I think we've all come to expect instant information in the 24/7 internet age. Asiana occurred in broad daylight, in front of probably a couple of hundred people & in a major news market; still there was a lot of confusion & misinformation flying about even a few days later. I'm not surprised that verifiable information is slow coming out especially if they haven't confirmed the location. Also the governments in the area aren't known for
"playing well" with each other.
Asiana just got fined for lack of a disaster play, Malaysia may be in the same boat.
pscggeforce
Geforce FX 1
Totally agree.
PhotoFinish
PhotoFinish 2
With over 48 hours passed since the time that the plane lost contact with ATC, we can all agree that information about the plane at the time of the incident has not been forthcoming.

The most significant information released by the airline was the passenger manifest, which led independent parties to verify that stolen passports were used to board flight. It's been mostly silence since then.

The manifest release happened soon after announcement of missing plane. Made it seem to some that they were being quick to share info. But in reality that airline had been notified many hours earlier that the plane was lost/ not in contact. The airline had many hours to prepare for that first impression.

But that well went dry pretty quick.
JackalRovers
Jack Lee 1
Most intriguing report is that in beijing,some claimed that calls made to the passengers' cellphone rang but unanswered. And MAS director of Operations also said calls made to certain crew's mobile phone also rang but not answered .
mariescreations
Jerry Rader 1
I wonder if they tried to use cellphone locating service to help locate the airplane. I know cellphone service is not available in remote areas but locating one seems to work even where the service is not available.
smoki
smoki 1
Caller side ringing effect does not necessarily mean that the phone called is working or connecting or in any way in working condition.
birtsjoe
Joe Birts 1
Happens with AT&T all the time!
tduggan2010
Tim Duggan 0
AND --- cue the "conspiracy theorists" in: 5 - 4 - 3 - 2 - 1.....
tduggan2010
Tim Duggan 2
It's already begun.

Some 20 employees of a semi-conductor manufacturer were onboard. So, there will be a "connecting of the dots" where none actually exist, as people begin to spread utter falsehoods and speculation, and call them "facts".

WELCOME to the "Age of the Internet", where everyone with a computer and Web access can foul the air with their "theories".
PhotoFinish
PhotoFinish 1
Actually one can give them the benefit of the doubt and suggest that they're running an effective post-incident counter-terrorism investigation (or trying to).

Also, they must just look impotent and incompetent in the face of just having had one of their airliners blown up in mid-flight, being caught flatfooted letting passengers board their flight with stolen passports. They may just be counting the cost of the lawsuit layouts, and realize they gave nothing meaningful to add to the public discourse.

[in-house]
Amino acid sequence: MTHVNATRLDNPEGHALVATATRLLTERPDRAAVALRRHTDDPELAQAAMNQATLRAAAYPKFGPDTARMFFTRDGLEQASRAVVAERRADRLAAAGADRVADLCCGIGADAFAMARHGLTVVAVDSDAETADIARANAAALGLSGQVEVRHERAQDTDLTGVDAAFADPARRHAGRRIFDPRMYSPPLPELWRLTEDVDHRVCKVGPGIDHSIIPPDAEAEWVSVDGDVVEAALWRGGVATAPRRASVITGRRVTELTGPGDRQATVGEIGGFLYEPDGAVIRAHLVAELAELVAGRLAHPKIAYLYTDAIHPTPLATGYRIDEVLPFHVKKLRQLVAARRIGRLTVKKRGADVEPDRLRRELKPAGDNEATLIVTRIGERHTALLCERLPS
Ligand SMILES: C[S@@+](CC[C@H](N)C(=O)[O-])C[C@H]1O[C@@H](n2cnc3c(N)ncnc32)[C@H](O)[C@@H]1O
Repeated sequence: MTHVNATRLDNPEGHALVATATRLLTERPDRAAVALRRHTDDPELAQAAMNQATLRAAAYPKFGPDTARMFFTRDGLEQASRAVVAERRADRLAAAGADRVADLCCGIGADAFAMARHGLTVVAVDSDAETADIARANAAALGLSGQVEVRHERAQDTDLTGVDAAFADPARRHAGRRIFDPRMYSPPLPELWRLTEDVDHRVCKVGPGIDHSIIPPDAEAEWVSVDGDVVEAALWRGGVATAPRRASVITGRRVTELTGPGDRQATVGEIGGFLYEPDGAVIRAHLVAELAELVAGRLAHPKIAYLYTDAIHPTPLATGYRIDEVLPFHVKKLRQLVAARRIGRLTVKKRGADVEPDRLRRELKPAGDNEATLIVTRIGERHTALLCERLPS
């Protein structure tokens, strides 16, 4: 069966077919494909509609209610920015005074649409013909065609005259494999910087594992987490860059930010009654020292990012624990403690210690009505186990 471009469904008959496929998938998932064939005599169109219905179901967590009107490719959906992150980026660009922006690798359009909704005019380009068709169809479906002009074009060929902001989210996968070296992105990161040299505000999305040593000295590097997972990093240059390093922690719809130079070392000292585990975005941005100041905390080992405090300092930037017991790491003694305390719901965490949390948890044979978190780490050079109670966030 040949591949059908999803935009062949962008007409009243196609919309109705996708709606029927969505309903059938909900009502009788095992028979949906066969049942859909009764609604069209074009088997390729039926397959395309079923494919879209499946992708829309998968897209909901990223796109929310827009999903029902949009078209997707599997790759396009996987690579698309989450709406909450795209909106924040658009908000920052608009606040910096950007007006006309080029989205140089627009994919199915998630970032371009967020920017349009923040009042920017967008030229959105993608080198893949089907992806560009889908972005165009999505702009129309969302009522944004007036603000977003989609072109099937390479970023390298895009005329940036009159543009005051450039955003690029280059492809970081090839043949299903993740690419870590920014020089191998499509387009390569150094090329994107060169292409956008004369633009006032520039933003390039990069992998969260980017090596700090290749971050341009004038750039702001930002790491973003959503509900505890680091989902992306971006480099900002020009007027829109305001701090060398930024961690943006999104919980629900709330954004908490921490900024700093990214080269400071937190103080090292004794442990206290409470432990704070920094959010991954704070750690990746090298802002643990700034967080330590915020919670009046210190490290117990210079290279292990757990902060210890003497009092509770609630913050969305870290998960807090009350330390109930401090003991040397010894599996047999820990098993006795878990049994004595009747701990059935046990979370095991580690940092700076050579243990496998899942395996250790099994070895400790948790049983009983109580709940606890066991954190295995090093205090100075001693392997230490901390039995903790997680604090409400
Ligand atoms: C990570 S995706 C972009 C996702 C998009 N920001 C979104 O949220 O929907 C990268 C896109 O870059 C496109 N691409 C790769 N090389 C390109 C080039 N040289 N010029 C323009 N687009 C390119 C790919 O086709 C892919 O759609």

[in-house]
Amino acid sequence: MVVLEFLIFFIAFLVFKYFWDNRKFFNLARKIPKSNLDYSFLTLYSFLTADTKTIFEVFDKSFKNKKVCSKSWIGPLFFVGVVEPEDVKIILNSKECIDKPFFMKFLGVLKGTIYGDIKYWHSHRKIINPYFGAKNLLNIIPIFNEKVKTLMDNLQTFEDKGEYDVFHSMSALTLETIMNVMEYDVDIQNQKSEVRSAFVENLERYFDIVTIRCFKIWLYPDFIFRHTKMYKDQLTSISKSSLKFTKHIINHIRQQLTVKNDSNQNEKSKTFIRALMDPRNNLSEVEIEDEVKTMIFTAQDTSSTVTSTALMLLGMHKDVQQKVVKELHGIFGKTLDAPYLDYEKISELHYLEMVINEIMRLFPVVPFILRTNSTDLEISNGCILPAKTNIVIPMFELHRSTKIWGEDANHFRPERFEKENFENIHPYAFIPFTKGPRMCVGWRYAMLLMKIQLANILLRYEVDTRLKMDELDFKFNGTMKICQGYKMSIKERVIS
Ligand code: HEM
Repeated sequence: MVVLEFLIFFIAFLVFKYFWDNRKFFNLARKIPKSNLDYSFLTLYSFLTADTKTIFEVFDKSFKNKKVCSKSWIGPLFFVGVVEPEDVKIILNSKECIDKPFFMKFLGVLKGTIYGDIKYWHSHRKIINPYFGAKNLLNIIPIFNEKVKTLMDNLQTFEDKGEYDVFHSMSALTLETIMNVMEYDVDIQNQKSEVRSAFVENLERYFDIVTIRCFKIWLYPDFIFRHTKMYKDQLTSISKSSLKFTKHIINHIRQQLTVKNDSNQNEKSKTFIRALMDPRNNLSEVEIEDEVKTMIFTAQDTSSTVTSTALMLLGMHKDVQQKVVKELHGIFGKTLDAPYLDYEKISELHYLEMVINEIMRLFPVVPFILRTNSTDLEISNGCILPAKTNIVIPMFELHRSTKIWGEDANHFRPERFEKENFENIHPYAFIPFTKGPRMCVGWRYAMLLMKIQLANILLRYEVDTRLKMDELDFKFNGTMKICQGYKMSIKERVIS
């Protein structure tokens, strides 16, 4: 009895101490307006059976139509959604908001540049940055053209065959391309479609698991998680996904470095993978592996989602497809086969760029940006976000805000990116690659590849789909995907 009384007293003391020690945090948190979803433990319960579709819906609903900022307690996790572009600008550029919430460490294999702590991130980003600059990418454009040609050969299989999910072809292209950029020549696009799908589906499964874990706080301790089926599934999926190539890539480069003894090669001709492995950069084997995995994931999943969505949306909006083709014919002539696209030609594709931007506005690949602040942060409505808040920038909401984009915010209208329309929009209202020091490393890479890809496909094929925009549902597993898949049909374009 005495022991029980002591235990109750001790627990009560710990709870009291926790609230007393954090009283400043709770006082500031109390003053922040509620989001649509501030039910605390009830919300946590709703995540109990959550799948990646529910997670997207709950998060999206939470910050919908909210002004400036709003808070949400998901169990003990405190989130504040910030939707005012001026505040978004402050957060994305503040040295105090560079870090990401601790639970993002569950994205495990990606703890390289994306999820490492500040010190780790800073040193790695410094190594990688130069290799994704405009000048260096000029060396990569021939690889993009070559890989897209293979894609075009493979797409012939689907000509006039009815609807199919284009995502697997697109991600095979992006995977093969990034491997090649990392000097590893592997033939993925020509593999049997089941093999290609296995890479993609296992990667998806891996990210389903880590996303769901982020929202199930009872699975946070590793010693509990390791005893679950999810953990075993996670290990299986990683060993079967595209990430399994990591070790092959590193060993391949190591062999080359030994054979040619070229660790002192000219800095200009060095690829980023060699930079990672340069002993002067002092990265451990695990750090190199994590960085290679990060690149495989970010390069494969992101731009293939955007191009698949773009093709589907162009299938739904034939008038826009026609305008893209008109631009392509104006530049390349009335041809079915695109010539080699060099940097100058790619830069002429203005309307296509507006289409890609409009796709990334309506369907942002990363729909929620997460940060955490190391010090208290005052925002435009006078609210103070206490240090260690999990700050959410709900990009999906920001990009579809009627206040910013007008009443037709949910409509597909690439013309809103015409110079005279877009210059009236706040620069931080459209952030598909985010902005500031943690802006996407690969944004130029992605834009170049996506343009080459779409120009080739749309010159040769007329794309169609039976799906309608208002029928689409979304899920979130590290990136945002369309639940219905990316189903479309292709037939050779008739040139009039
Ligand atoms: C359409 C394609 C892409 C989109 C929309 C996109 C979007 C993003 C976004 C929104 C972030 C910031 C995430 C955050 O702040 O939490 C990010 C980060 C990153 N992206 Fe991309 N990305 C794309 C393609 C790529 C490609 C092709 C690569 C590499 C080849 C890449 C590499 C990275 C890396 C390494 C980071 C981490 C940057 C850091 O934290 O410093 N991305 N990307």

Take your pick. Neither is conspiratorial.

If I wanted to suggest a conspiracy I would be tempted to go in a completely different direction:

I would suggest that Vietnamese or Chinese fighters escorted the plane to a remote military airfield, jamming radio and/or radar contact with MH370 during that encounter.

Also, a Vietnamese fighter could've accidently crashed into the passenger airliner whole practicing. The rest is a cover up by the Vietnamese. Or the same story with a Chinese fighter and a Chinese cover up.

So in short, there are no shortness of conspiracy theories that one can imagine. None if which has any bearing on whether Malaysia is dragging their feet in the provision of information. Personally, I don't find that they were quick at all in disseminating info, with the exception of one item: releasing the passenger manifest the day after the plane was lost from radar.
andromeda07
andromeda07 1
I was surprised to find the actual passenger manifest published in one of the on-line articles I found yesterday (unfortunately don't remember which) -- isn't that supposed to be confidential info? We can't call up an airline to ask if someone is on board by name these days. Or is that only on domestic US flights??
bizjets101
biz jets 2
Silk Air 185 (Suicide that killed all on board B737-300 in the same area - passenger manifest was released the next day.
PhotoFinish
PhotoFinish 0
Someone knows a lot more than they're sharing publicly. There may be legitimate reasons for doing so, like terrorism investigation.

But there are clear signs that information is being withheld from the public.

1. Maylasia Airlines was notified by the Vietnamese early in the course of the flight that radar contact was lost. They only acknowledged that fact the following morning AFTER the plane failed to arrive at Beijing.

2. Two full days of clear weather and sunlight without reports of having found floating airplane wreckage flotsam. If a large airliner crashes into water, there will be floating debris. There are some reports now (after dark locally) that some debris may have been found. We'll see.